$2 Cup of Coffee - not for me

I like a cup of coffee with my breakfast, especially when I go out to eat. It’s one of the luxuries that I afford myself as part of my plan for frugal living.

Nevertheless, I have sworn off coffee at restaurants of late because they are just asking too much for this simple and cheap beverage.

At the risk of this turning into a rant, I offer you my observations about the cost of coffee in a restaurant.

Although a minor expense in the big scheme of things, I think you’ll get value from this discussion by looking at several points of comparison. If nothing else, you’ll probably never look at a cup of coffee the same way again.

What is Coffee?

If you think about it, coffee is a lot like tea – both hot beverages are about as close to hot water as you can get without being simply hot water.

How much are you going to pay for a cup of hot water? Not much I assume. Me either.

The Issue

The cost of breakfast around Cheyenne varies a bit. It's typically between $6 and $9. Coffee doesn’t vary that much. Nearly every breakfast establishment in town charges $2 for a cup of coffee.

I understand that it’s one of those “bottomless cups,” but am I the only one thinking that $2 is way too much for coffee? Perhaps others are thinking what I’m thinking, but they keep ordering coffee and paying about 25% of what their meal costs for a basic hot beverage that is very nearly as common as water.

As a consumer, I vote with my wallet, so let’s do the math to see what my wallet thinks about the cost of coffee.

Coffee Math

Folgers “classic roast” ground coffee on the Internet in August of 2009 was selling for $12.50 for about 34 ounces. It says it makes up to 270 six ounce cups. I don’t know anyone except ladies at the country club who drink those little 6 ounce cups with their pointed pinkies, so let’s say we’re going to pour a generous ten ounce cup of coffee. That container of coffee from Folgers will make 162 ten ounce cups.

That’s 8 cents worth of coffee per ten ounce cup. And, that’s the retail price, not the wholesale price that’s available to restaurants.

If the breakfast establishments were to multiply their cost of coffee by 6, which would be good markup in my book, it would cost about 50 cents a cup. Now, that’s more like it. I think paying 50 cents for a cup of coffee would be fine, but these places are charging $2. That’s 25 times the retail cost of the coffee. That’s an awfully steep markup.

Looking at it another way, at $4 a gallon for gas, a ten ounce cup of gas costs just a hair more than 31 cents. That means coffee in your cup is almost double the price of the most expensive gasoline in your tank. Here in early August of 2009, I can buy a gallon of gas for the price of a cup of coffee and a small tip.

What is wrong with this picture?

Copy Cats?

I can’t really blame the business establishments for gouging us on the coffee – they saw us get suckered into the “way more than the price of gas” for bottled water, so they probably figured they could do the same with this beverage. And, they have.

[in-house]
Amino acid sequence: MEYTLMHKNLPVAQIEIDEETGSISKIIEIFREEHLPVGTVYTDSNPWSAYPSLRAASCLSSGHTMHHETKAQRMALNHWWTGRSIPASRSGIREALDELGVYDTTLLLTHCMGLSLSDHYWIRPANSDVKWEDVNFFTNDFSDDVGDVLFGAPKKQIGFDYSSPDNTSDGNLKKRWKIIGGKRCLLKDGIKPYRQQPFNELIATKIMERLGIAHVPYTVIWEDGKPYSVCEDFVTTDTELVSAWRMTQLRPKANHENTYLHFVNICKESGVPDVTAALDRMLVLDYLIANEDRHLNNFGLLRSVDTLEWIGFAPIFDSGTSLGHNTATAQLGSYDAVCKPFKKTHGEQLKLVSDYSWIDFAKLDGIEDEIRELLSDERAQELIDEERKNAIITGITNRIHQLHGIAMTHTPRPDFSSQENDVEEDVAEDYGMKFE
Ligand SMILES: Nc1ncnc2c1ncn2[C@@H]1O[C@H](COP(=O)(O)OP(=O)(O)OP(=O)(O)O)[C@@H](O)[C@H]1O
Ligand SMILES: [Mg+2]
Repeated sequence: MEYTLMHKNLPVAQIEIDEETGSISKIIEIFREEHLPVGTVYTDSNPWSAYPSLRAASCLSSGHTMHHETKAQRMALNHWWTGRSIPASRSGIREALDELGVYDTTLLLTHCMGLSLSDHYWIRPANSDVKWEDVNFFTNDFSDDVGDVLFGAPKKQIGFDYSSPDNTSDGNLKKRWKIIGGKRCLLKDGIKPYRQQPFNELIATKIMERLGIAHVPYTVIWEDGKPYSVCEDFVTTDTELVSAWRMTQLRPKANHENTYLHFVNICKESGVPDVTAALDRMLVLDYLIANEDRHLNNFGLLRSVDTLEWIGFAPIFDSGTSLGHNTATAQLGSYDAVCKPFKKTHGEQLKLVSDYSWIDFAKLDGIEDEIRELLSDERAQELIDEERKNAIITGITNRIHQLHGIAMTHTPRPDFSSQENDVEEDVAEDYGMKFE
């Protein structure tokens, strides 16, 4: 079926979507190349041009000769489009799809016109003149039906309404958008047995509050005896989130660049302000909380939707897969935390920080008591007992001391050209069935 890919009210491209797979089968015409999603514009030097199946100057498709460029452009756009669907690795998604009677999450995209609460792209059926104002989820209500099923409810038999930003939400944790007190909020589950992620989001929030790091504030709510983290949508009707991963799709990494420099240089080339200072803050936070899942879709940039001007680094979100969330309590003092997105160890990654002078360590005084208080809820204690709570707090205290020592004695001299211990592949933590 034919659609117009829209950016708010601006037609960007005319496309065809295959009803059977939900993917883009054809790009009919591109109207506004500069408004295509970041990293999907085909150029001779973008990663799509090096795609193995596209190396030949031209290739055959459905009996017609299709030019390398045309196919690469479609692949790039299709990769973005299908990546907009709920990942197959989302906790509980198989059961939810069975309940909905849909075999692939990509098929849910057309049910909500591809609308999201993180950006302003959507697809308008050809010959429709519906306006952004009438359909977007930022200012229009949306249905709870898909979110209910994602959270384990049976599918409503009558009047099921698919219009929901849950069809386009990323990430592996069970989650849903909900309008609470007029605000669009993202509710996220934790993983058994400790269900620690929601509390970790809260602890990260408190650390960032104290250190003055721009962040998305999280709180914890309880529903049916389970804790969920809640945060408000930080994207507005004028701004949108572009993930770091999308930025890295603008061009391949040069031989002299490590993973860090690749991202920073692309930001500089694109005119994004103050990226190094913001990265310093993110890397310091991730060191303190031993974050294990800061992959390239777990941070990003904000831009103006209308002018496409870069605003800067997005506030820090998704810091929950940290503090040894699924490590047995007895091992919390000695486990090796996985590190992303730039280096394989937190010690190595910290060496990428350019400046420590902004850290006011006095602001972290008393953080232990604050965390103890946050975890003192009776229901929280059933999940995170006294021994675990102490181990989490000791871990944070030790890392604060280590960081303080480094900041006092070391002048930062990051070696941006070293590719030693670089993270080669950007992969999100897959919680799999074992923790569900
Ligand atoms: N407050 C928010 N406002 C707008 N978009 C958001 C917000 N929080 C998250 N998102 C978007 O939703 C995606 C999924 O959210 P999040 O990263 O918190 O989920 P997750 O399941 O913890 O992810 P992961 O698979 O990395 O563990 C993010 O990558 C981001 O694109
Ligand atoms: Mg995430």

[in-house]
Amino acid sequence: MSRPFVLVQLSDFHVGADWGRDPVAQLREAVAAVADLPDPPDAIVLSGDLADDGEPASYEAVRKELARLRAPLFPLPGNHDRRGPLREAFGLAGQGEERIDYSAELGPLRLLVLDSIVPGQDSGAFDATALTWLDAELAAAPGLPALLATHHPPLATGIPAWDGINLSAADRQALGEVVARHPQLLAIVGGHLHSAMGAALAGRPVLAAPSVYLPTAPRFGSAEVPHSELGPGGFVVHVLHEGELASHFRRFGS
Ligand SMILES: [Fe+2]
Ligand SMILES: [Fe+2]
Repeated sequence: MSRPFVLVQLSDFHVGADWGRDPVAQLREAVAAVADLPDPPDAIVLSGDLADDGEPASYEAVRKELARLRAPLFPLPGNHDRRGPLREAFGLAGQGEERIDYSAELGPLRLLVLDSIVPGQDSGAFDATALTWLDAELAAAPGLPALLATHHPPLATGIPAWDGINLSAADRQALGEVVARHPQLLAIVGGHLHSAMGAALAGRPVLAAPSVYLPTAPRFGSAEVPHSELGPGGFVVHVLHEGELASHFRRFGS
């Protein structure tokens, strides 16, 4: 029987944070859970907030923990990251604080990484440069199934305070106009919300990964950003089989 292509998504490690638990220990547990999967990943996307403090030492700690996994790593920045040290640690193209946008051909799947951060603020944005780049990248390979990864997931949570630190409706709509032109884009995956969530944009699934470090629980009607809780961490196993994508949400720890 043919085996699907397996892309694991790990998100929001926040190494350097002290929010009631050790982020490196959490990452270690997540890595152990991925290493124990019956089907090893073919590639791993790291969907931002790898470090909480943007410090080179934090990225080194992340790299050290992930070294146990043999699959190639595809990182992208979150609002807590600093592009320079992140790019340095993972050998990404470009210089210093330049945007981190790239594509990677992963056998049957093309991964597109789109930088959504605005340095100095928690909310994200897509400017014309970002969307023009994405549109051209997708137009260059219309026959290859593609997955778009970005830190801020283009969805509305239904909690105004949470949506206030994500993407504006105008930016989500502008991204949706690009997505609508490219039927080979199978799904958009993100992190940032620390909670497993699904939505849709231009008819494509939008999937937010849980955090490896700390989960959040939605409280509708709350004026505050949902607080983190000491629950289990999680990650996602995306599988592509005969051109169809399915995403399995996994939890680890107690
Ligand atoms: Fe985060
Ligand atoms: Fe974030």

Now there are folks that spend $3 to $5 at Starbucks for a venti-latte-swirl-combo-cinnamon-coffee-float with a "twitch," and that’s fine. They can pay what they want for that fine rich flavorful fluffy coffee. I’ve even enjoyed a few Starbucks creations over the years. They’re good.

However, when we’re talking generic coffee made in bulk with a commercial hot beverage service machine, I’m not about to pay the “hand crafted” price, and I’m certainly not going to pay half of the “hand crafted” price either.

The decision is all yours. If you really enjoy a cup of coffee and you don’t mind paying the outrageous price, then have at it. As for me, I’m sticking with my plan for frugal living and just saying “no” to those that are charging way too much for coffee.

I don’t care if Juan Valdez himself rides all the way up from Colombia on his burro just to pour me a cup, I won’t be paying $2 for it. I’ll thank him for all his effort, but I’m not paying $2 for a cup of coffee.

Thank you very much, I'll have water - until you start charging me for that.

Done with Cup of Coffee, back to Frugal Living Tips

There certainly is a broad scope of topics here at Frugal Living Freedom. When you think about it, money permeates so very many activities in our lives, therefore, being frugal encompasses a wide range of interests, from being employed to taking a vacation, and just about everything in between. Enjoy the variety, pick up some new ideas, and start making frugality a part of your signature.

I'm a big proponent of being debt-free, and I mean entirely debt-free - no mortgage payment. It's not essential for financial freedom, but you'll love the feeling once you get there. If you didn't have a rent or mortgage payment, how much more could you do for yourself with your current level of income? I suspect plenty.

If you ever hope to see an abundance of wealth, you need to plug the hole in your boat. The wealthy don't necessarily make lots of money, instead, they know how to hang onto what they make, and make it work for them.